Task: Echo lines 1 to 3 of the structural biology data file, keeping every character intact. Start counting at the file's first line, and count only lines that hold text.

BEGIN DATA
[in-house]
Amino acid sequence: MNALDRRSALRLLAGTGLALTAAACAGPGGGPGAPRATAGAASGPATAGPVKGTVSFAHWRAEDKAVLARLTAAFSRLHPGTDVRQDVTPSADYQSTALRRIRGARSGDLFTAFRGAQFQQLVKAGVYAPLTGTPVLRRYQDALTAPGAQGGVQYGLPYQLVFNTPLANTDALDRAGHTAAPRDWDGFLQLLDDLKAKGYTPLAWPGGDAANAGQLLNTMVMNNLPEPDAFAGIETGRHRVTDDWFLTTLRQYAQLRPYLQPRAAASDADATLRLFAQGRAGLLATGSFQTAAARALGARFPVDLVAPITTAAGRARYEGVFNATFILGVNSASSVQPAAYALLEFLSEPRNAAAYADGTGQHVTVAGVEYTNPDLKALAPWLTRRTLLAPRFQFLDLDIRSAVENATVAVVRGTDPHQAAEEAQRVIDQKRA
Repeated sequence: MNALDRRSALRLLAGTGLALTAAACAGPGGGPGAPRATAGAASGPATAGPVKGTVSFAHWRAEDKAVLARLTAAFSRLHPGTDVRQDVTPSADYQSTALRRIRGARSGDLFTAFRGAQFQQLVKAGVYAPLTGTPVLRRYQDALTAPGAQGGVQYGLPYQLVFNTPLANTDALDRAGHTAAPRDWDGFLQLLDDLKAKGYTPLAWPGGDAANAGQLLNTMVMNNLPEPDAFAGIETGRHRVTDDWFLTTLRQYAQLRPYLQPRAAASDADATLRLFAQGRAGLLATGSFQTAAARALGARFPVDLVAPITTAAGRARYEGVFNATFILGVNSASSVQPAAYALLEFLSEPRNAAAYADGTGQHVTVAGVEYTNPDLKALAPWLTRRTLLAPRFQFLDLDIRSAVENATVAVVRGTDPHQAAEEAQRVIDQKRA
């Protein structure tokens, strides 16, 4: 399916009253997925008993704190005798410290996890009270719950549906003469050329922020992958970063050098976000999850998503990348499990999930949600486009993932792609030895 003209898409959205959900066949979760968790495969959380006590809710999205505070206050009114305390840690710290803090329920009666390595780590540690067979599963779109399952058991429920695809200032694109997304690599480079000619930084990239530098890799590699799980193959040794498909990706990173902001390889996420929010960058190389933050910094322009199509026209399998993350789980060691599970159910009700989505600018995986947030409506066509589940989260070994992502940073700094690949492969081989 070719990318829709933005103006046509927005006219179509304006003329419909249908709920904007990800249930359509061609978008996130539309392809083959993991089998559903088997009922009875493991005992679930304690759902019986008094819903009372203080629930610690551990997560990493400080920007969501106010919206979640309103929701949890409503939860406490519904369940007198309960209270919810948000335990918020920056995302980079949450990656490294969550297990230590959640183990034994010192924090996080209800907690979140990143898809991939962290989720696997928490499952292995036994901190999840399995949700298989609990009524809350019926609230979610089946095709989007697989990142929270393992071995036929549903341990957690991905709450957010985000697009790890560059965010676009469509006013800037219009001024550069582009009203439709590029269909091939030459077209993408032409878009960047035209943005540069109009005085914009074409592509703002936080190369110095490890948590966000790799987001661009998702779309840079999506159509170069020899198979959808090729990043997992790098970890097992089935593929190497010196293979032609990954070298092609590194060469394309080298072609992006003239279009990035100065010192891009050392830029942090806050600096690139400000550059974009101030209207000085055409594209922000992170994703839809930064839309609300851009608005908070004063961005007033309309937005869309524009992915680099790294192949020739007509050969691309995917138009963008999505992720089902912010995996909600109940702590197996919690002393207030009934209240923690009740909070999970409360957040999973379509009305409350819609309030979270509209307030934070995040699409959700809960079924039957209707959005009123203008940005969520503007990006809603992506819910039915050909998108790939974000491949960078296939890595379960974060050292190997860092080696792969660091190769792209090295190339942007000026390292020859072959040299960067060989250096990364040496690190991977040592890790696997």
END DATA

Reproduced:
[in-house]
Amino acid sequence: MNALDRRSALRLLAGTGLALTAAACAGPGGGPGAPRATAGAASGPATAGPVKGTVSFAHWRAEDKAVLARLTAAFSRLHPGTDVRQDVTPSADYQSTALRRIRGARSGDLFTAFRGAQFQQLVKAGVYAPLTGTPVLRRYQDALTAPGAQGGVQYGLPYQLVFNTPLANTDALDRAGHTAAPRDWDGFLQLLDDLKAKGYTPLAWPGGDAANAGQLLNTMVMNNLPEPDAFAGIETGRHRVTDDWFLTTLRQYAQLRPYLQPRAAASDADATLRLFAQGRAGLLATGSFQTAAARALGARFPVDLVAPITTAAGRARYEGVFNATFILGVNSASSVQPAAYALLEFLSEPRNAAAYADGTGQHVTVAGVEYTNPDLKALAPWLTRRTLLAPRFQFLDLDIRSAVENATVAVVRGTDPHQAAEEAQRVIDQKRA
Repeated sequence: MNALDRRSALRLLAGTGLALTAAACAGPGGGPGAPRATAGAASGPATAGPVKGTVSFAHWRAEDKAVLARLTAAFSRLHPGTDVRQDVTPSADYQSTALRRIRGARSGDLFTAFRGAQFQQLVKAGVYAPLTGTPVLRRYQDALTAPGAQGGVQYGLPYQLVFNTPLANTDALDRAGHTAAPRDWDGFLQLLDDLKAKGYTPLAWPGGDAANAGQLLNTMVMNNLPEPDAFAGIETGRHRVTDDWFLTTLRQYAQLRPYLQPRAAASDADATLRLFAQGRAGLLATGSFQTAAARALGARFPVDLVAPITTAAGRARYEGVFNATFILGVNSASSVQPAAYALLEFLSEPRNAAAYADGTGQHVTVAGVEYTNPDLKALAPWLTRRTLLAPRFQFLDLDIRSAVENATVAVVRGTDPHQAAEEAQRVIDQKRA